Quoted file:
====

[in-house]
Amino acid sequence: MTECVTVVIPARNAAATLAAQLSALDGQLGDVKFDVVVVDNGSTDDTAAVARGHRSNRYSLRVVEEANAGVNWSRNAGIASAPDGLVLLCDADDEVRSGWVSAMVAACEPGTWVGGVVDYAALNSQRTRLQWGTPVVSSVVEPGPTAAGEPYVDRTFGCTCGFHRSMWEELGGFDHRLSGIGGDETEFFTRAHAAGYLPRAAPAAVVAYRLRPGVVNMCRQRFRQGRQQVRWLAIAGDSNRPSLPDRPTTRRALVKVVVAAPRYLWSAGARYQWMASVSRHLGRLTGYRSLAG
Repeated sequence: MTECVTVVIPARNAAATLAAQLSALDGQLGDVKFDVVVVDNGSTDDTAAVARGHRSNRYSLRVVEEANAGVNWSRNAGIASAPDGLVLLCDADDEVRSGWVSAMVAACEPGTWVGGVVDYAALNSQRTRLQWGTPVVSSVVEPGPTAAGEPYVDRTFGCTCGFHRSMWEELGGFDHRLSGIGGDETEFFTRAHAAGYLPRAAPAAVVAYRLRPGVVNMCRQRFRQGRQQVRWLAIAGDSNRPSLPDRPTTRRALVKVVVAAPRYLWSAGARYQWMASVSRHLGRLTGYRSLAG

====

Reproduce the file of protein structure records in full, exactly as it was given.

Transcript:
[in-house]
Amino acid sequence: MTECVTVVIPARNAAATLAAQLSALDGQLGDVKFDVVVVDNGSTDDTAAVARGHRSNRYSLRVVEEANAGVNWSRNAGIASAPDGLVLLCDADDEVRSGWVSAMVAACEPGTWVGGVVDYAALNSQRTRLQWGTPVVSSVVEPGPTAAGEPYVDRTFGCTCGFHRSMWEELGGFDHRLSGIGGDETEFFTRAHAAGYLPRAAPAAVVAYRLRPGVVNMCRQRFRQGRQQVRWLAIAGDSNRPSLPDRPTTRRALVKVVVAAPRYLWSAGARYQWMASVSRHLGRLTGYRSLAG
Repeated sequence: MTECVTVVIPARNAAATLAAQLSALDGQLGDVKFDVVVVDNGSTDDTAAVARGHRSNRYSLRVVEEANAGVNWSRNAGIASAPDGLVLLCDADDEVRSGWVSAMVAACEPGTWVGGVVDYAALNSQRTRLQWGTPVVSSVVEPGPTAAGEPYVDRTFGCTCGFHRSMWEELGGFDHRLSGIGGDETEFFTRAHAAGYLPRAAPAAVVAYRLRPGVVNMCRQRFRQGRQQVRWLAIAGDSNRPSLPDRPTTRRALVKVVVAAPRYLWSAGARYQWMASVSRHLGRLTGYRSLAG